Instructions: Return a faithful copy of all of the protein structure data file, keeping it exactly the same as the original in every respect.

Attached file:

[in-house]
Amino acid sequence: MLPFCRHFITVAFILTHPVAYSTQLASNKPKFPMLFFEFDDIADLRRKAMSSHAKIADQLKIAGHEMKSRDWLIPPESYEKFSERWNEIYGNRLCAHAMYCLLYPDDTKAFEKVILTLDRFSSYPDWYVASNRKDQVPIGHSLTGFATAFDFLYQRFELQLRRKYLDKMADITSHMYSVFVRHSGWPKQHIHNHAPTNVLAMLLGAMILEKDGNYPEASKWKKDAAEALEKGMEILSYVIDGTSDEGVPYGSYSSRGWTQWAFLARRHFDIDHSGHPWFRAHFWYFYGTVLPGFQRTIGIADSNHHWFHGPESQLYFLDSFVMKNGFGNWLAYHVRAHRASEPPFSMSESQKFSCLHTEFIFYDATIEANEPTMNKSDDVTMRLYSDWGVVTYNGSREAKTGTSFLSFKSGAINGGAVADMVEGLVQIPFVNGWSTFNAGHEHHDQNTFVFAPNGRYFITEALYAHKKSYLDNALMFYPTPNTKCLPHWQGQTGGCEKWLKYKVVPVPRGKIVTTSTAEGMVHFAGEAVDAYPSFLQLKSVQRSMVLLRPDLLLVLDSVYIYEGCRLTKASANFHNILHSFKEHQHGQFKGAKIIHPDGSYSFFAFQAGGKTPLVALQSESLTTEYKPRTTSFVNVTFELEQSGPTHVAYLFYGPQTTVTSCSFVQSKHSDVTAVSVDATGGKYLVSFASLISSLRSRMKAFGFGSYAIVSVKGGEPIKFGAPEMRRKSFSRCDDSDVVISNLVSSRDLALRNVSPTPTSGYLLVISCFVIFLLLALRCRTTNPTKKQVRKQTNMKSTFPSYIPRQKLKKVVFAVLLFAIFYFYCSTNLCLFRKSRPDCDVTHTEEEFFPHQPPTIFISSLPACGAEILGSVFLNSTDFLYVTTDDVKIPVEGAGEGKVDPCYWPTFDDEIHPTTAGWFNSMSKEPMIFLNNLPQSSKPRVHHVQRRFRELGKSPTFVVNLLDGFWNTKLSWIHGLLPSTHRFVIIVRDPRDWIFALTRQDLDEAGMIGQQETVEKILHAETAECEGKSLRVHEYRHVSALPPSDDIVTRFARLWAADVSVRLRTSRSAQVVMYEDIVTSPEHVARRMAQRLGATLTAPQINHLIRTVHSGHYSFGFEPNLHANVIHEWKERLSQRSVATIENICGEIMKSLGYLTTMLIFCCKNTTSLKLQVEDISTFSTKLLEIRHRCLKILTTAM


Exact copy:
[in-house]
Amino acid sequence: MLPFCRHFITVAFILTHPVAYSTQLASNKPKFPMLFFEFDDIADLRRKAMSSHAKIADQLKIAGHEMKSRDWLIPPESYEKFSERWNEIYGNRLCAHAMYCLLYPDDTKAFEKVILTLDRFSSYPDWYVASNRKDQVPIGHSLTGFATAFDFLYQRFELQLRRKYLDKMADITSHMYSVFVRHSGWPKQHIHNHAPTNVLAMLLGAMILEKDGNYPEASKWKKDAAEALEKGMEILSYVIDGTSDEGVPYGSYSSRGWTQWAFLARRHFDIDHSGHPWFRAHFWYFYGTVLPGFQRTIGIADSNHHWFHGPESQLYFLDSFVMKNGFGNWLAYHVRAHRASEPPFSMSESQKFSCLHTEFIFYDATIEANEPTMNKSDDVTMRLYSDWGVVTYNGSREAKTGTSFLSFKSGAINGGAVADMVEGLVQIPFVNGWSTFNAGHEHHDQNTFVFAPNGRYFITEALYAHKKSYLDNALMFYPTPNTKCLPHWQGQTGGCEKWLKYKVVPVPRGKIVTTSTAEGMVHFAGEAVDAYPSFLQLKSVQRSMVLLRPDLLLVLDSVYIYEGCRLTKASANFHNILHSFKEHQHGQFKGAKIIHPDGSYSFFAFQAGGKTPLVALQSESLTTEYKPRTTSFVNVTFELEQSGPTHVAYLFYGPQTTVTSCSFVQSKHSDVTAVSVDATGGKYLVSFASLISSLRSRMKAFGFGSYAIVSVKGGEPIKFGAPEMRRKSFSRCDDSDVVISNLVSSRDLALRNVSPTPTSGYLLVISCFVIFLLLALRCRTTNPTKKQVRKQTNMKSTFPSYIPRQKLKKVVFAVLLFAIFYFYCSTNLCLFRKSRPDCDVTHTEEEFFPHQPPTIFISSLPACGAEILGSVFLNSTDFLYVTTDDVKIPVEGAGEGKVDPCYWPTFDDEIHPTTAGWFNSMSKEPMIFLNNLPQSSKPRVHHVQRRFRELGKSPTFVVNLLDGFWNTKLSWIHGLLPSTHRFVIIVRDPRDWIFALTRQDLDEAGMIGQQETVEKILHAETAECEGKSLRVHEYRHVSALPPSDDIVTRFARLWAADVSVRLRTSRSAQVVMYEDIVTSPEHVARRMAQRLGATLTAPQINHLIRTVHSGHYSFGFEPNLHANVIHEWKERLSQRSVATIENICGEIMKSLGYLTTMLIFCCKNTTSLKLQVEDISTFSTKLLEIRHRCLKILTTAM